Composite Order Conceptual Spec
Link back to project page Composite Order
- 1 Composite Order
- 2 Executive Summary
- 3 Business Model Conceptual Artifacts
- 3.1 Business Context
- 3.2 Business Function
- 3.3 Conceptual Roles
- 3.4 Storyboards and Event Flows
- 3.5 Use Cases
- 4 Information Model Conceptual Artifacts
- 5 Solution Specification
- 5.1 Scenario #1 - Create Lab Order
- 5.2 Implemented Patterns
- 5.3 Contractual Semantics and Issues
- 5.4 Computational Services
- This document contains the necessary definitions, descriptions, graphics, and artifacts relevant to the implementation of an electronic request for healthcare services between an ordering provider and fulfilling service providers.
Business Model Conceptual Artifacts
- The composite order domain comprises the models, messages, and other artifacts that are needed to support messaging related to sending multiple requests for healthcare services in one exchange.
For this specification, the business function at its most basic is about ordering (requesting a healthcare service) and the fulfillment of that request by filling entities.
Basic business process use case bubble diagram
The following bubble diagram describes the ordering business process.
Storyboards and Event Flows
Universal Storyboard - Create Composite Order
Eve Everywoman, a 27-year-old female, presents at Good Health Hospital Outpatient Clinic and is seen by Dr. Patricia Primary. Eve reports a history of Anemia and recent, excessive tiredness. Dr. Primary enters a request to check the iron levels in Eve’s blood into her care system. Dr. Primary’s care system then sends the test requests to the lab system at the Good Health Hospital’s Laboratory service. Eve receives a paper order requisition that serves as a reminder, provides instructions for where to find the collection center, and also details preparation instructions for the patient to follow (no food or drink from midnight until collection time on the day of collection). Later that week Eve presents herself at the Lab Collection Center. The lab looks up and finds the order for her testing in the lab system. The appropriate blood samples are extracted, their containers labeled, and the sample information added to the information in the lab system. The lab performs the analysis on the specimen(s), adds the results to the lab system, and sends the results to Dr. Primary’s care system reported as final. Dr. Primary reviews the results, formulates a treatment, if needed, and notifies Eve Everywoman of the results and treatment.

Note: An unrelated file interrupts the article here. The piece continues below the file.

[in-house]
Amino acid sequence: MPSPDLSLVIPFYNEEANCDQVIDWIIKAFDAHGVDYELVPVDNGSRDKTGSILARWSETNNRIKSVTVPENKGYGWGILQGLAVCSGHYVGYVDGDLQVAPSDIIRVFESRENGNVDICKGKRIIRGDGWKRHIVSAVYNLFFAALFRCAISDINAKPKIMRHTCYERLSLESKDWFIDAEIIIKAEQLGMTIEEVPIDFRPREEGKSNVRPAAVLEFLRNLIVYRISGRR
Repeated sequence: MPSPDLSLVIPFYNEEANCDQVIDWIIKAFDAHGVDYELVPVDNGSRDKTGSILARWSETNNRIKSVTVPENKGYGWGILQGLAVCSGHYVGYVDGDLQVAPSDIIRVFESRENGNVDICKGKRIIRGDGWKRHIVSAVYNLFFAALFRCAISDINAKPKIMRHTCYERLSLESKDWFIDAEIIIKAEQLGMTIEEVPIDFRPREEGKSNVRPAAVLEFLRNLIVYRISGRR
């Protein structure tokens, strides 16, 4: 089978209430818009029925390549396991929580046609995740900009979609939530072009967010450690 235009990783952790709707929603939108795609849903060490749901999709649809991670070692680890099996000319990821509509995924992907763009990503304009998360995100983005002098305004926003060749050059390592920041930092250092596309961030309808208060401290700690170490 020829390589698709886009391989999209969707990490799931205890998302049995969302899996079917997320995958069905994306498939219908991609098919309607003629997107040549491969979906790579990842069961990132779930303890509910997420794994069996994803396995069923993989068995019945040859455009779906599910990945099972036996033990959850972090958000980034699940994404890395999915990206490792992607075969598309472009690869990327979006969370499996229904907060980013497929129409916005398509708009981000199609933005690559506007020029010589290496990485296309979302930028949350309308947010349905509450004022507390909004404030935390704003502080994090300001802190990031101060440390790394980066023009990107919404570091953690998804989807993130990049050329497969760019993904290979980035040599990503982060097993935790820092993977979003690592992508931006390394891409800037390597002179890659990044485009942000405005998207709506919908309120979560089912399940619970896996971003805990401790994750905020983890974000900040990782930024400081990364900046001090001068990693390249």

- What is the use case?
- Dr Hippocrates has created order sets, by condition, for conditions which he treats. His order system communicates....
- Nutrition - some orders are communicated to both the nutrition department and pharmacy (TPN).
- Patient on insulin
Composite Order Business Process
For Laboratory Diagnostics (specimen testing), the following illustrates high-level business functions:
- Diagnostic (or Public Health) Specimen-based Laboratory work requested for a subject (patient, animal, environmental location, etc)
- Specimen collected from subject
- Specimen accessioned by lab (i.e., enters lab testing process)
- Specimen processed into testable samples
- Samples tested by lab
- Results from lab testing obtained, interpreted, and approved/authorized
- Results returned to requester
- Requester determines next steps and course of action
Business Process Assumptions